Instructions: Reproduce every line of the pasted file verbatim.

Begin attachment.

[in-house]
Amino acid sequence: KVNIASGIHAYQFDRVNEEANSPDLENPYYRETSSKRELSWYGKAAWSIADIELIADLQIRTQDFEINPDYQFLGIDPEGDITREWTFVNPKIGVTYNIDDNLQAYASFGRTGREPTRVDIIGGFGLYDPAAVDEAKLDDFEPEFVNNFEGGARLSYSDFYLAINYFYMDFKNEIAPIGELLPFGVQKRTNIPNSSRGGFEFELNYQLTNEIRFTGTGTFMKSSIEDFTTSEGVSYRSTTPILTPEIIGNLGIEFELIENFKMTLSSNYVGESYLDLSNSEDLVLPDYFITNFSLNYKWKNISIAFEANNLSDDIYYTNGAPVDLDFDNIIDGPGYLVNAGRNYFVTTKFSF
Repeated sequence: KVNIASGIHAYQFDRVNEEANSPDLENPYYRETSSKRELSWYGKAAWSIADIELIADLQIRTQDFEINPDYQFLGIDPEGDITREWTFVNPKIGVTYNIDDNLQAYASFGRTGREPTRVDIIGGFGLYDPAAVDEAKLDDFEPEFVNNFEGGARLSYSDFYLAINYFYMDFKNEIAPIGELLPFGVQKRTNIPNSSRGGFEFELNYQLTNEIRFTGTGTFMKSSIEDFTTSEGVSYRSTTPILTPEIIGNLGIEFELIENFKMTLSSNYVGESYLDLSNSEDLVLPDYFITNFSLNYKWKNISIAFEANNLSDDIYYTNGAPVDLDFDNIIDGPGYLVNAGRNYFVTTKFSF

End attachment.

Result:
[in-house]
Amino acid sequence: KVNIASGIHAYQFDRVNEEANSPDLENPYYRETSSKRELSWYGKAAWSIADIELIADLQIRTQDFEINPDYQFLGIDPEGDITREWTFVNPKIGVTYNIDDNLQAYASFGRTGREPTRVDIIGGFGLYDPAAVDEAKLDDFEPEFVNNFEGGARLSYSDFYLAINYFYMDFKNEIAPIGELLPFGVQKRTNIPNSSRGGFEFELNYQLTNEIRFTGTGTFMKSSIEDFTTSEGVSYRSTTPILTPEIIGNLGIEFELIENFKMTLSSNYVGESYLDLSNSEDLVLPDYFITNFSLNYKWKNISIAFEANNLSDDIYYTNGAPVDLDFDNIIDGPGYLVNAGRNYFVTTKFSF
Repeated sequence: KVNIASGIHAYQFDRVNEEANSPDLENPYYRETSSKRELSWYGKAAWSIADIELIADLQIRTQDFEINPDYQFLGIDPEGDITREWTFVNPKIGVTYNIDDNLQAYASFGRTGREPTRVDIIGGFGLYDPAAVDEAKLDDFEPEFVNNFEGGARLSYSDFYLAINYFYMDFKNEIAPIGELLPFGVQKRTNIPNSSRGGFEFELNYQLTNEIRFTGTGTFMKSSIEDFTTSEGVSYRSTTPILTPEIIGNLGIEFELIENFKMTLSSNYVGESYLDLSNSEDLVLPDYFITNFSLNYKWKNISIAFEANNLSDDIYYTNGAPVDLDFDNIIDGPGYLVNAGRNYFVTTKFSF